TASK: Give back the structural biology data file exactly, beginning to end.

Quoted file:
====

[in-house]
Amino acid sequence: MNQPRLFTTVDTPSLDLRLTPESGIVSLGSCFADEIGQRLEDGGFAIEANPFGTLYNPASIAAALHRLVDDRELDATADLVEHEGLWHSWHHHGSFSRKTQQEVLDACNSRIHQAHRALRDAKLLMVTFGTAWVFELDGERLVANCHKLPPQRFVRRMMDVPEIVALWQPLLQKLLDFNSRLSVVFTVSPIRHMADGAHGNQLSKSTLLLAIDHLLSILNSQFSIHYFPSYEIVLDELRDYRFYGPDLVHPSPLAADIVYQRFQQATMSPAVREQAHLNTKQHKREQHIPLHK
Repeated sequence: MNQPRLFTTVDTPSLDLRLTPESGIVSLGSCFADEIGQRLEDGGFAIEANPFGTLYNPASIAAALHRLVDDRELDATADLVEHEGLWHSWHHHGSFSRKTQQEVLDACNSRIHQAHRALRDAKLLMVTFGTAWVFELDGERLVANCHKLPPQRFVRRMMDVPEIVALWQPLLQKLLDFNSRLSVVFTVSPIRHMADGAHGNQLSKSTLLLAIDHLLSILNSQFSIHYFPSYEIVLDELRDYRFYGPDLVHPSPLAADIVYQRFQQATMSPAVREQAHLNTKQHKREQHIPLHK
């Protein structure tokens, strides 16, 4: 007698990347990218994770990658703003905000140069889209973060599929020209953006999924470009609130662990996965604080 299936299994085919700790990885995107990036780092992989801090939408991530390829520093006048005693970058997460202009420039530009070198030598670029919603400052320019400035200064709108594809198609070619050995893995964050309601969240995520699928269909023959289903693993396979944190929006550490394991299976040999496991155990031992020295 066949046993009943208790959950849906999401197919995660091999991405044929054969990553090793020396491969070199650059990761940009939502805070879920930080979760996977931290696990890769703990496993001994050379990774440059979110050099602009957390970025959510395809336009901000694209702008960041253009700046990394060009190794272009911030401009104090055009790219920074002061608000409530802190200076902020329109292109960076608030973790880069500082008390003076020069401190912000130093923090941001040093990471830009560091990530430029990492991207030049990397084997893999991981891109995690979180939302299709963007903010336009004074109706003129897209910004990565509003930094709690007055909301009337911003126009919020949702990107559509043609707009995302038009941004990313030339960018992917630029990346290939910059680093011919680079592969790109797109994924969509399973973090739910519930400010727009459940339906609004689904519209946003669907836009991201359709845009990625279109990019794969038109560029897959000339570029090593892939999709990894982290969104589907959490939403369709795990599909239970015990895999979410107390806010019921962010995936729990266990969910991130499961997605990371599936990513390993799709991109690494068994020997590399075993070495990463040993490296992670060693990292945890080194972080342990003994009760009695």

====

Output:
[in-house]
Amino acid sequence: MNQPRLFTTVDTPSLDLRLTPESGIVSLGSCFADEIGQRLEDGGFAIEANPFGTLYNPASIAAALHRLVDDRELDATADLVEHEGLWHSWHHHGSFSRKTQQEVLDACNSRIHQAHRALRDAKLLMVTFGTAWVFELDGERLVANCHKLPPQRFVRRMMDVPEIVALWQPLLQKLLDFNSRLSVVFTVSPIRHMADGAHGNQLSKSTLLLAIDHLLSILNSQFSIHYFPSYEIVLDELRDYRFYGPDLVHPSPLAADIVYQRFQQATMSPAVREQAHLNTKQHKREQHIPLHK
Repeated sequence: MNQPRLFTTVDTPSLDLRLTPESGIVSLGSCFADEIGQRLEDGGFAIEANPFGTLYNPASIAAALHRLVDDRELDATADLVEHEGLWHSWHHHGSFSRKTQQEVLDACNSRIHQAHRALRDAKLLMVTFGTAWVFELDGERLVANCHKLPPQRFVRRMMDVPEIVALWQPLLQKLLDFNSRLSVVFTVSPIRHMADGAHGNQLSKSTLLLAIDHLLSILNSQFSIHYFPSYEIVLDELRDYRFYGPDLVHPSPLAADIVYQRFQQATMSPAVREQAHLNTKQHKREQHIPLHK
């Protein structure tokens, strides 16, 4: 007698990347990218994770990658703003905000140069889209973060599929020209953006999924470009609130662990996965604080 299936299994085919700790990885995107990036780092992989801090939408991530390829520093006048005693970058997460202009420039530009070198030598670029919603400052320019400035200064709108594809198609070619050995893995964050309601969240995520699928269909023959289903693993396979944190929006550490394991299976040999496991155990031992020295 066949046993009943208790959950849906999401197919995660091999991405044929054969990553090793020396491969070199650059990761940009939502805070879920930080979760996977931290696990890769703990496993001994050379990774440059979110050099602009957390970025959510395809336009901000694209702008960041253009700046990394060009190794272009911030401009104090055009790219920074002061608000409530802190200076902020329109292109960076608030973790880069500082008390003076020069401190912000130093923090941001040093990471830009560091990530430029990492991207030049990397084997893999991981891109995690979180939302299709963007903010336009004074109706003129897209910004990565509003930094709690007055909301009337911003126009919020949702990107559509043609707009995302038009941004990313030339960018992917630029990346290939910059680093011919680079592969790109797109994924969509399973973090739910519930400010727009459940339906609004689904519209946003669907836009991201359709845009990625279109990019794969038109560029897959000339570029090593892939999709990894982290969104589907959490939403369709795990599909239970015990895999979410107390806010019921962010995936729990266990969910991130499961997605990371599936990513390993799709991109690494068994020997590399075993070495990463040993490296992670060693990292945890080194972080342990003994009760009695």